Keynote: A conversation with AG Bob Ferguson
Washington State Attorney General Bob Ferguson delivered the Morning Keynote at the 2021 Inland Northwest State of Reform Health Policy Conference last Thursday, where he discussed critical health care issues facing the state and what he hopes to achieve as Attorney General.
Get the latest state-specific policy intelligence for the health care sector delivered to your inbox.
Ferguson specifically discussed his office’s involvement in the Purdue opioid lawsuit settlement, mask mandate enforcement, and anti-trust work in the health care industry.
“We’ve quadrupled the number of attorneys we have doing [anti-trust work]. The AG’s office had not historically been involved in reviewing potential mergers and acquisitions in the health care industry or any other industry, for that matter. [Our presence] was very small … I’m not a health care expert, and I’m not an anti-trust expert, but my job is to make sure that there’s a level playing field for consumers in our state.
…We started investigations where … consumers had very few options for certain health care needs … We had different outcomes [in many cases], but the outcome was the same in the sense of having to unwind some of those acquisitions and mergers so that we can have a competitive marketplace when it comes to the health care industry in those areas and others across the state.”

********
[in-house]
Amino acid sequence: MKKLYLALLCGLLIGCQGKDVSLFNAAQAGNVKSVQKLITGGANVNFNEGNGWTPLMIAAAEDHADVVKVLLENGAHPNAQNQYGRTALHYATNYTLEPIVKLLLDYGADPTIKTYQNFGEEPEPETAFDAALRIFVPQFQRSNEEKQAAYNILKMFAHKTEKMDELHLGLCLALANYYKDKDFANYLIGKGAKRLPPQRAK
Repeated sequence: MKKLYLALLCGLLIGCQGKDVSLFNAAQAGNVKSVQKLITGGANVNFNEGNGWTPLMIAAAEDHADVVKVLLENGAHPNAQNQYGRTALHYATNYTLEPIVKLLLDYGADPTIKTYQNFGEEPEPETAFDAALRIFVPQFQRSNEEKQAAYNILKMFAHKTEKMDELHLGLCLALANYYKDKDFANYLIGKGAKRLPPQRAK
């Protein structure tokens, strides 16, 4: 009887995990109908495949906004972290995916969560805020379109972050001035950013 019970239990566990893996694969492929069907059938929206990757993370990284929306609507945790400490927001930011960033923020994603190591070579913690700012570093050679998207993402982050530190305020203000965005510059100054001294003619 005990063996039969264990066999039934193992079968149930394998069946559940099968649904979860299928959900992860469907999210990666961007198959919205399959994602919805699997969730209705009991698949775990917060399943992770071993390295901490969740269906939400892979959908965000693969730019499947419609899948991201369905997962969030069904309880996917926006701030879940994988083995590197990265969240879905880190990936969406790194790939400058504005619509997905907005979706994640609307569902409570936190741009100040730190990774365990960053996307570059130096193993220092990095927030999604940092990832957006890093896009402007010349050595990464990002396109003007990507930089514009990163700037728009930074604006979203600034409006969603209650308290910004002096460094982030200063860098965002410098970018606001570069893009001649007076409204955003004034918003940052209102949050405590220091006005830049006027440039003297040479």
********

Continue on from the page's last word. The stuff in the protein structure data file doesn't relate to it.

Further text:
He also discussed how he has been striving to maintain a positive culture among his employees in the virtual workplace, and his response to Texas’s new and controversially strict abortion law.
“I personally, obviously support reproductive rights and choice for women in our state. My personal views are less important than the law that we have in Washington State, which says the same thing. And we defend and enforce that, and we take that responsibility seriously … You can be sure that we’ll be expressing our views about why it’s important to have choice for women, why there are many challenges with Texas’s law, why it violates Roe v. Wade, and why the Supreme Court should reverse it.”